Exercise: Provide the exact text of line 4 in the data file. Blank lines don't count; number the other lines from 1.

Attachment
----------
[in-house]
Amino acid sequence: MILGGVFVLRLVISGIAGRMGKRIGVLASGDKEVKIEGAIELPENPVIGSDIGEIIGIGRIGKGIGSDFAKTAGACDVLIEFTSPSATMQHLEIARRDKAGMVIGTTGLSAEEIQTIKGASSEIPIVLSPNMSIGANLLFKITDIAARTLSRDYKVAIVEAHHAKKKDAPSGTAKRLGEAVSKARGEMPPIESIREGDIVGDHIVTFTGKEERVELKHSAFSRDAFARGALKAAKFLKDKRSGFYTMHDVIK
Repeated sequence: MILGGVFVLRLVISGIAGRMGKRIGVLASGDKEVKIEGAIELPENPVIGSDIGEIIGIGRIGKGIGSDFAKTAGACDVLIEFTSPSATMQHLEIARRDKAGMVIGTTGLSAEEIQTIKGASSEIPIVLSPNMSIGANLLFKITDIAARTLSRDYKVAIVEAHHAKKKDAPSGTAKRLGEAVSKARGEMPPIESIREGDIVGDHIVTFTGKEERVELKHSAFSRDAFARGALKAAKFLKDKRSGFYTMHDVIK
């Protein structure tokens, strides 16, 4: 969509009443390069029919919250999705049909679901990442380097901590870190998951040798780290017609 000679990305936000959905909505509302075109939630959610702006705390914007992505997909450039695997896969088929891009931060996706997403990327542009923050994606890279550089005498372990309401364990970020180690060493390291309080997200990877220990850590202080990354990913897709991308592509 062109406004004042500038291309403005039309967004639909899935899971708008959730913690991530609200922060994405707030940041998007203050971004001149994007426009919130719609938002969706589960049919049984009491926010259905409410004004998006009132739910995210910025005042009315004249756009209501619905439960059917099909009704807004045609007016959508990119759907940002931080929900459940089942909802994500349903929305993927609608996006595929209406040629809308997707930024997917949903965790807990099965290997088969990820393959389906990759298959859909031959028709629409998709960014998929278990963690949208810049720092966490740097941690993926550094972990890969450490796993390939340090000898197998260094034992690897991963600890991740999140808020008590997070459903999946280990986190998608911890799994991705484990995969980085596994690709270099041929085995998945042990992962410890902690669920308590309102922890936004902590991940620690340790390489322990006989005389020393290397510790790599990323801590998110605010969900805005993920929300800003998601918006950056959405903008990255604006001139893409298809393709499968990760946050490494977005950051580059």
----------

């Protein structure tokens, strides 16, 4: 969509009443390069029919919250999705049909679901990442380097901590870190998951040798780290017609 000679990305936000959905909505509302075109939630959610702006705390914007992505997909450039695997896969088929891009931060996706997403990327542009923050994606890279550089005498372990309401364990970020180690060493390291309080997200990877220990850590202080990354990913897709991308592509 062109406004004042500038291309403005039309967004639909899935899971708008959730913690991530609200922060994405707030940041998007203050971004001149994007426009919130719609938002969706589960049919049984009491926010259905409410004004998006009132739910995210910025005042009315004249756009209501619905439960059917099909009704807004045609007016959508990119759907940002931080929900459940089942909802994500349903929305993927609608996006595929209406040629809308997707930024997917949903965790807990099965290997088969990820393959389906990759298959859909031959028709629409998709960014998929278990963690949208810049720092966490740097941690993926550094972990890969450490796993390939340090000898197998260094034992690897991963600890991740999140808020008590997070459903999946280990986190998608911890799994991705484990995969980085596994690709270099041929085995998945042990992962410890902690669920308590309102922890936004902590991940620690340790390489322990006989005389020393290397510790790599990323801590998110605010969900805005993920929300800003998601918006950056959405903008990255604006001139893409298809393709499968990760946050490494977005950051580059």